In this week’s issue of the Artist’s Palette, Tehachapi News takes a close look at the fine art of Judith Campanaro, a beloved figure to many around town and across the globe as well.

“The beauty and concept of art surrounds us on a daily basis. Mother Earth, the greatest artist of all, fills our hearts and souls with her mountains, forests, lakes, sunsets, snowflakes,” Judith Campanaro said.

Sometimes people are so busy in life that they hardly have time to notice the wonders around them.

Said Campanaro, “I am fortunate to have discovered the importance of simple serenity through the creative process. As such, my mission is to facilitate empowerment through creative expression. And my mantra is “Just do ART!”

Campanaro said her earliest memories are all art-related.

“The medium didn’t matter. As a child, clay, watercolors, colored pencils, crayons and markers were precious gems. They kept me busy for hours,” she said.

As an adult and a creative artist, Campanaro said her fascination with art-making is still the same as when she was a child.

“If I am having a very bad day and can’t seem to focus on anything but ‘gloom and doom,’ I pick up a paintbrush and lose myself in painting. For hours I am engrossed in a project, and when I’m done, I feel better. Why? A creative process takes place that lifts my ‘depression,’” she said.

Campanaro said she believes art provides solace, comfort and growth to individuals who suffer from many challenges. The creation of art in any form, whether it be educational or therapeutic, is beneficial.

“I have been a therapeutic art educator for over 30 years and during those years have worked with people from all walks of life. I have discovered that the act of creating can and does help people feel better,” she said.

From 1976-1986, she owned and operated the Hobbit School of Art.

“In the beginning years of the Hobbit, I didn’t have much formal training. I just had a love for art making. While working there, I found myself creating with my students,” she said.

Several years ago, she had the opportunity to live in Jamaica, West Indies. While there, she taught art to the children in the village of Three Hills, St. Mary.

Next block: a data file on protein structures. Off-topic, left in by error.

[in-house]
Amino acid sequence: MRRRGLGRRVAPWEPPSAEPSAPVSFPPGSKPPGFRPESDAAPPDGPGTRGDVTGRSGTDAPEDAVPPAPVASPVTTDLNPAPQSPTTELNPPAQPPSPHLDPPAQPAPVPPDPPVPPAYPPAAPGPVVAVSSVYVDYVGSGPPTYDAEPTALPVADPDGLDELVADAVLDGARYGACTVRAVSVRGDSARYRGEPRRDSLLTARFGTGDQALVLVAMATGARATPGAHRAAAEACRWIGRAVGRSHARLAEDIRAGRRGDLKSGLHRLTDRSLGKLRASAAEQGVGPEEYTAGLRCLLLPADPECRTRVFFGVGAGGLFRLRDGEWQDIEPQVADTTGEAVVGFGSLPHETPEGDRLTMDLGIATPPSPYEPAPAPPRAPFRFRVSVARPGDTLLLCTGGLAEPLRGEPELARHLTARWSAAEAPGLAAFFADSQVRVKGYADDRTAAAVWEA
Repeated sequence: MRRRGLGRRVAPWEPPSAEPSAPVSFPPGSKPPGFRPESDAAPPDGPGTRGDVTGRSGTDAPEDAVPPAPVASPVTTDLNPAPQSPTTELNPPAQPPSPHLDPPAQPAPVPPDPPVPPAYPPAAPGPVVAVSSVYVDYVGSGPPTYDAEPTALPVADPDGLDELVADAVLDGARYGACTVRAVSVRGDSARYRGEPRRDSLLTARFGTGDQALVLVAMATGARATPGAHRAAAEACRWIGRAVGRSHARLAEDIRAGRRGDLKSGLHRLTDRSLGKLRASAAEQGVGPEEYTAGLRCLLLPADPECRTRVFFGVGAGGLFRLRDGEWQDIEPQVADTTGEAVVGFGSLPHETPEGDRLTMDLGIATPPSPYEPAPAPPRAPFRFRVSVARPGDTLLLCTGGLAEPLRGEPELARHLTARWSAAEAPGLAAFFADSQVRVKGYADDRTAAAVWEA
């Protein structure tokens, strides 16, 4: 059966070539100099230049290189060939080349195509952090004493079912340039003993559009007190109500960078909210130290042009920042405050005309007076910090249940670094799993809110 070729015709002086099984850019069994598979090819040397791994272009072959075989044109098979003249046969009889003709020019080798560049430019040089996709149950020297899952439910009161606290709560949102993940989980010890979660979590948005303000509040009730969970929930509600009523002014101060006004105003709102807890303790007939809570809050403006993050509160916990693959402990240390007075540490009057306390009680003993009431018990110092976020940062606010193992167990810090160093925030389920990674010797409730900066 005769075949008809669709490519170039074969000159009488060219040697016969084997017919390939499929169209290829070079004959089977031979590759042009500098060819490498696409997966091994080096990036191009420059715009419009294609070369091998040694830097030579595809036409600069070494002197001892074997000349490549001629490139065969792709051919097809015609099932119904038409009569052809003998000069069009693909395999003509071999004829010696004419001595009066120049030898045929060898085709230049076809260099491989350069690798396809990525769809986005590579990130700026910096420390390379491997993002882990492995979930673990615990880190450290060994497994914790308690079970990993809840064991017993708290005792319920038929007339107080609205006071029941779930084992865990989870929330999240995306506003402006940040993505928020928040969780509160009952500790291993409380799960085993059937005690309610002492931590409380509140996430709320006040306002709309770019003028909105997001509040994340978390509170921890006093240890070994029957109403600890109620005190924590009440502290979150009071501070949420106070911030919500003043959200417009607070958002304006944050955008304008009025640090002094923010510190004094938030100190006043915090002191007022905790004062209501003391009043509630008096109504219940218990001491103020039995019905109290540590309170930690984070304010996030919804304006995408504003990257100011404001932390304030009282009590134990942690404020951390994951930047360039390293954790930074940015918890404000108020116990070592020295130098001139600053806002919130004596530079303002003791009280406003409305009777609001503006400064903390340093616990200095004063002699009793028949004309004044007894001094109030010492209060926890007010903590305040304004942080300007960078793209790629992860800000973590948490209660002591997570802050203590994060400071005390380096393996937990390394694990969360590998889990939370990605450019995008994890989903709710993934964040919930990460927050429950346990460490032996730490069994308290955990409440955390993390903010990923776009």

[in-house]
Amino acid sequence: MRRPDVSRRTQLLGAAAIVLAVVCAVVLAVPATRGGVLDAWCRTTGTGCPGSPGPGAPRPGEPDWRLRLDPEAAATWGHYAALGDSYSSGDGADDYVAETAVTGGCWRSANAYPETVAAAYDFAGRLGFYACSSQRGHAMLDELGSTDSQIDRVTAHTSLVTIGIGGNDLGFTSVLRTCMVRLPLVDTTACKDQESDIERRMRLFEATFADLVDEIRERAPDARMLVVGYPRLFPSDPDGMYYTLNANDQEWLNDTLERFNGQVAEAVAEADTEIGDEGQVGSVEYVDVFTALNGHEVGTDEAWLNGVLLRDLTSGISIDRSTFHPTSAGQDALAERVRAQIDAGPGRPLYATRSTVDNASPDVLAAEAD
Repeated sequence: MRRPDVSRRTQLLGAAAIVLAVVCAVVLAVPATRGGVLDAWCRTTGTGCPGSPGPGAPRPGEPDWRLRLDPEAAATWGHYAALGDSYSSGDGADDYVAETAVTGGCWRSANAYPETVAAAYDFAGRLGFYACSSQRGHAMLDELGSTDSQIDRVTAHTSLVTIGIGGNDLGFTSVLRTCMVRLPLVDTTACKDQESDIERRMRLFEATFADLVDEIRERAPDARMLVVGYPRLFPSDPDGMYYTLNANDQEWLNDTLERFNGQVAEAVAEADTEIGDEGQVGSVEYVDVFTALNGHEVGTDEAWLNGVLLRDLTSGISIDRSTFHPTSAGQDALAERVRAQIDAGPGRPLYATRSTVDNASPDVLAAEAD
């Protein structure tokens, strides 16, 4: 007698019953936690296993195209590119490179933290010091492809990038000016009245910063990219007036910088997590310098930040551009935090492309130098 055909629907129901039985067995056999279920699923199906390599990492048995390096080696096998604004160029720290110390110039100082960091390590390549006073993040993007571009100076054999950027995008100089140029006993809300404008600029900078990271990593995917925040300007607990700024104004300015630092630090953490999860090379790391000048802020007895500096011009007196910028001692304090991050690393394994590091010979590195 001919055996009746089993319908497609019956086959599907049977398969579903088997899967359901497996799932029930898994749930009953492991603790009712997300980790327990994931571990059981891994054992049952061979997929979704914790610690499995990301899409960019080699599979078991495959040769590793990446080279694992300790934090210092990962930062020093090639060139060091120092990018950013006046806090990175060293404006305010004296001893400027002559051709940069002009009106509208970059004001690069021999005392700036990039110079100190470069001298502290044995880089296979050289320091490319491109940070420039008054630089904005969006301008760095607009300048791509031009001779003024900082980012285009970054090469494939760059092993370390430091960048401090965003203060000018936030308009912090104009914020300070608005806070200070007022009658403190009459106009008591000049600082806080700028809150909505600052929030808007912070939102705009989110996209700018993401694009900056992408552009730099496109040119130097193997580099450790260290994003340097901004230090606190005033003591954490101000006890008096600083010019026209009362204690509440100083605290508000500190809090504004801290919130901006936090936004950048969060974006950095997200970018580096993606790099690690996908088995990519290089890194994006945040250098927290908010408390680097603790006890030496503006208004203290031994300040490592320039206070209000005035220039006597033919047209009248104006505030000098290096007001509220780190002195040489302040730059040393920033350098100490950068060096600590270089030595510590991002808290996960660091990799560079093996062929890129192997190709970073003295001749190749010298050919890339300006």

“What started as a playful activity turned into a weekly class. One of my most pleasant memories is in the playfield in Three Hills. The wind was blowing, the grass was knee-high, there was the scent of mangoes and ginger in the air, dotting the field were about 30 children all intently focused on their latest creations,” she said.

In 1998, she worked in a senior living center and continued teaching art.

From 2003 until 2009, she worked for several agencies as a family counselor, art therapist, psychotherapist, director of social services, and even had a private practice in Seattle.

From 2011 to 2015, she organized and facilitated workshops at Mercy Hospital in Bakersfield in their Art for Healing Center. She taught painting and self-discovery workshops.

“Currently, I work with cancer patients at the AIS Infusion Center,” she said.

In 2012, she started a nonprofit, the Art and Soul Center. She ran the organization for two years.

“We established art shows for emerging artists, hosted in-home concerts with local musicians and taught art classes at Shelly Baird, an elementary school for special needs students,” she said.

Now that she is in her “sunset years,” she looks back on her history with mixed emotions.

“I’ll never forget the first time I discovered an age spot on my face. I was a little confused because, for a while, I didn’t remember that I was old enough to have age spots,” she said, adding, “I may be a senior but I still have a lot to offer. I refuse to let my spark go out.”

Campanaro is represented at the Cheryl Watts Pottery, Cannery Row, in Monterey, and Zanadu Studios in Scottsdale, Ariz.

She will also begin teaching classes at Tehachapi Treasure Trove starting this month. For more information, visit, or on